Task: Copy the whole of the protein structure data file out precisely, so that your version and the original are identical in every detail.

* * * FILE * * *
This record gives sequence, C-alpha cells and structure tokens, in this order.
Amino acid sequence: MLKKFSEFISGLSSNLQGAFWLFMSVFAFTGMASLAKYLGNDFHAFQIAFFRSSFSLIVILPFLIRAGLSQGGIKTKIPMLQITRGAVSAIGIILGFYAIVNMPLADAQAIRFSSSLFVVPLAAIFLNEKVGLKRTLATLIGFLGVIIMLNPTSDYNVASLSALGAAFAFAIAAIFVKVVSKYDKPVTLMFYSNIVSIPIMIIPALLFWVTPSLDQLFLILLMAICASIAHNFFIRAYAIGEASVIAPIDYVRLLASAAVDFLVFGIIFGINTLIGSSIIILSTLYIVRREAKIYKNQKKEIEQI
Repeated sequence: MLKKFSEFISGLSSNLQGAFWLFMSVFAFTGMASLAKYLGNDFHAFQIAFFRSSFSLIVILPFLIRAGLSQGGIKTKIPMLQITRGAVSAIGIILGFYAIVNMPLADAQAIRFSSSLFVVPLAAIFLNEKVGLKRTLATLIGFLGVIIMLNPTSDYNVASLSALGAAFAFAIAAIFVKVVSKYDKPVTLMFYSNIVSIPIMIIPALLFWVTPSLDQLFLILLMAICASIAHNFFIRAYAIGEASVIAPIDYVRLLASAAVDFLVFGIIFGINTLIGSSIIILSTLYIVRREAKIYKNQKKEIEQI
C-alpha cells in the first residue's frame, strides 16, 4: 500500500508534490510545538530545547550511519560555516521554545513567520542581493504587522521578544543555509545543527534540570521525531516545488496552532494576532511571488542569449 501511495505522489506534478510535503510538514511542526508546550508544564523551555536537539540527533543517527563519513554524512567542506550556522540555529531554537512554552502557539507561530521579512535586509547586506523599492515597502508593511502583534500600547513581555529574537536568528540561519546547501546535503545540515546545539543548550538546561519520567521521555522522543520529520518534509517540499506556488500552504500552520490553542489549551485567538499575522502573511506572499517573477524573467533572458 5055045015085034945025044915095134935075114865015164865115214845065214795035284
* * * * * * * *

This record gives sequence, C-alpha cells and structure tokens, in this order.
Amino acid sequence: MLKKFSEFISGLSSNLQGAFWLFMSVFAFTGMASLAKYLGNDFHAFQIAFFRSSFSLIVILPFLIRAGLSQGGIKTKIPMLQITRGAVSAIGIILGFYAIVNMPLADAQAIRFSSSLFVVPLAAIFLNEKVGLKRTLATLIGFLGVIIMLNPTSDYNVASLSALGAAFAFAIAAIFVKVVSKYDKPVTLMFYSNIVSIPIMIIPALLFWVTPSLDQLFLILLMAICASIAHNFFIRAYAIGEASVIAPIDYVRLLASAAVDFLVFGIIFGINTLIGSSIIILSTLYIVRREAKIYKNQKKEIEQI
Repeated sequence: MLKKFSEFISGLSSNLQGAFWLFMSVFAFTGMASLAKYLGNDFHAFQIAFFRSSFSLIVILPFLIRAGLSQGGIKTKIPMLQITRGAVSAIGIILGFYAIVNMPLADAQAIRFSSSLFVVPLAAIFLNEKVGLKRTLATLIGFLGVIIMLNPTSDYNVASLSALGAAFAFAIAAIFVKVVSKYDKPVTLMFYSNIVSIPIMIIPALLFWVTPSLDQLFLILLMAICASIAHNFFIRAYAIGEASVIAPIDYVRLLASAAVDFLVFGIIFGINTLIGSSIIILSTLYIVRREAKIYKNQKKEIEQI
C-alpha cells in the first residue's frame, strides 16, 4: 500500500508534490510545538530545547550511519560555516521554545513567520542581493504587522521578544543555509545543527534540570521525531516545488496552532494576532511571488542569449 501511495505522489506534478510535503510538514511542526508546550508544564523551555536537539540527533543517527563519513554524512567542506550556522540555529531554537512554552502557539507561530521579512535586509547586506523599492515597502508593511502583534500600547513581555529574537536568528540561519546547501546535503545540515546545539543548550538546561519520567521521555522522543520529520518534509517540499506556488500552504500552520490553542489549551485567538499575522502573511506572499517573477524573467533572458 5055045015085034945025044915095134935075114865015164865115214845065214795035284